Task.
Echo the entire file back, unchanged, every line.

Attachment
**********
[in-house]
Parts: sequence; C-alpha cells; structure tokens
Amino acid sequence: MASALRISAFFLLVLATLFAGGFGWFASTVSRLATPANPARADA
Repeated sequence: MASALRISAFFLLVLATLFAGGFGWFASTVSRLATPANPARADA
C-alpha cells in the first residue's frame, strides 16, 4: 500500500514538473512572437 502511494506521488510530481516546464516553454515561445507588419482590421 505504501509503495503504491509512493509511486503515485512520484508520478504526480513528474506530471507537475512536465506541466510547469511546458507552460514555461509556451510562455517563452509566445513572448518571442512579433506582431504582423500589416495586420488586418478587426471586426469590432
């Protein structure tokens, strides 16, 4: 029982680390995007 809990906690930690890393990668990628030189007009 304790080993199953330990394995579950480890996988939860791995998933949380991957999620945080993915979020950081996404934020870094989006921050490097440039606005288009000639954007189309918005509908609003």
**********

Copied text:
[in-house]
Parts: sequence; C-alpha cells; structure tokens
Amino acid sequence: MASALRISAFFLLVLATLFAGGFGWFASTVSRLATPANPARADA
Repeated sequence: MASALRISAFFLLVLATLFAGGFGWFASTVSRLATPANPARADA
C-alpha cells in the first residue's frame, strides 16, 4: 500500500514538473512572437 502511494506521488510530481516546464516553454515561445507588419482590421 505504501509503495503504491509512493509511486503515485512520484508520478504526480513528474506530471507537475512536465506541466510547469511546458507552460514555461509556451510562455517563452509566445513572448518571442512579433506582431504582423500589416495586420488586418478587426471586426469590432
């Protein structure tokens, strides 16, 4: 029982680390995007 809990906690930690890393990668990628030189007009 304790080993199953330990394995579950480890996988939860791995998933949380991957999620945080993915979020950081996404934020870094989006921050490097440039606005288009000639954007189309918005509908609003």